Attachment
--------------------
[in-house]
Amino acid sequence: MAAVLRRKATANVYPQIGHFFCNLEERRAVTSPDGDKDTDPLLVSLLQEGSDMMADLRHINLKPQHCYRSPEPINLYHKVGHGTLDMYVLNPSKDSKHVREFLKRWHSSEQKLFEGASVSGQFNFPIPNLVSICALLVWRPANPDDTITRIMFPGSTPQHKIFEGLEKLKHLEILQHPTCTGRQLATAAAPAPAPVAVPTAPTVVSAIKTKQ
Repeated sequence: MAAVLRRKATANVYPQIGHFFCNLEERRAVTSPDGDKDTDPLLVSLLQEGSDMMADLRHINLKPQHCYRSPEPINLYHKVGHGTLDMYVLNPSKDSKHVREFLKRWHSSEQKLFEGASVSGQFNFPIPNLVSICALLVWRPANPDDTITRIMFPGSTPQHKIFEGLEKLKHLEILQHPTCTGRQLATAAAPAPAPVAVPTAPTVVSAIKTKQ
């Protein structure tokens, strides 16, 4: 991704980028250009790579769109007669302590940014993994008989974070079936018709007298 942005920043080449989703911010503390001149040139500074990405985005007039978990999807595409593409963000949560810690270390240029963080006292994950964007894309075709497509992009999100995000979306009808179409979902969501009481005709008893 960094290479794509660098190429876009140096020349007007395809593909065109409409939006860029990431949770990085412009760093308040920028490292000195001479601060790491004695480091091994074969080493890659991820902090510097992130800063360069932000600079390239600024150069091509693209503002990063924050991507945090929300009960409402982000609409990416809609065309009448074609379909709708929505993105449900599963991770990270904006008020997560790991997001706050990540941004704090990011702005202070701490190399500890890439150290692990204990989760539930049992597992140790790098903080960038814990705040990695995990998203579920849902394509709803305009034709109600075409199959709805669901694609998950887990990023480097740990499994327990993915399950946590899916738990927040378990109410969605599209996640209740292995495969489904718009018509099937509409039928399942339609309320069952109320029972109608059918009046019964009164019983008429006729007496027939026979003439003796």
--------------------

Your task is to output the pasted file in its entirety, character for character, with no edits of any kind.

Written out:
[in-house]
Amino acid sequence: MAAVLRRKATANVYPQIGHFFCNLEERRAVTSPDGDKDTDPLLVSLLQEGSDMMADLRHINLKPQHCYRSPEPINLYHKVGHGTLDMYVLNPSKDSKHVREFLKRWHSSEQKLFEGASVSGQFNFPIPNLVSICALLVWRPANPDDTITRIMFPGSTPQHKIFEGLEKLKHLEILQHPTCTGRQLATAAAPAPAPVAVPTAPTVVSAIKTKQ
Repeated sequence: MAAVLRRKATANVYPQIGHFFCNLEERRAVTSPDGDKDTDPLLVSLLQEGSDMMADLRHINLKPQHCYRSPEPINLYHKVGHGTLDMYVLNPSKDSKHVREFLKRWHSSEQKLFEGASVSGQFNFPIPNLVSICALLVWRPANPDDTITRIMFPGSTPQHKIFEGLEKLKHLEILQHPTCTGRQLATAAAPAPAPVAVPTAPTVVSAIKTKQ
């Protein structure tokens, strides 16, 4: 991704980028250009790579769109007669302590940014993994008989974070079936018709007298 942005920043080449989703911010503390001149040139500074990405985005007039978990999807595409593409963000949560810690270390240029963080006292994950964007894309075709497509992009999100995000979306009808179409979902969501009481005709008893 960094290479794509660098190429876009140096020349007007395809593909065109409409939006860029990431949770990085412009760093308040920028490292000195001479601060790491004695480091091994074969080493890659991820902090510097992130800063360069932000600079390239600024150069091509693209503002990063924050991507945090929300009960409402982000609409990416809609065309009448074609379909709708929505993105449900599963991770990270904006008020997560790991997001706050990540941004704090990011702005202070701490190399500890890439150290692990204990989760539930049992597992140790790098903080960038814990705040990695995990998203579920849902394509709803305009034709109600075409199959709805669901694609998950887990990023480097740990499994327990993915399950946590899916738990927040378990109410969605599209996640209740292995495969489904718009018509099937509409039928399942339609309320069952109320029972109608059918009046019964009164019983008429006729007496027939026979003439003796």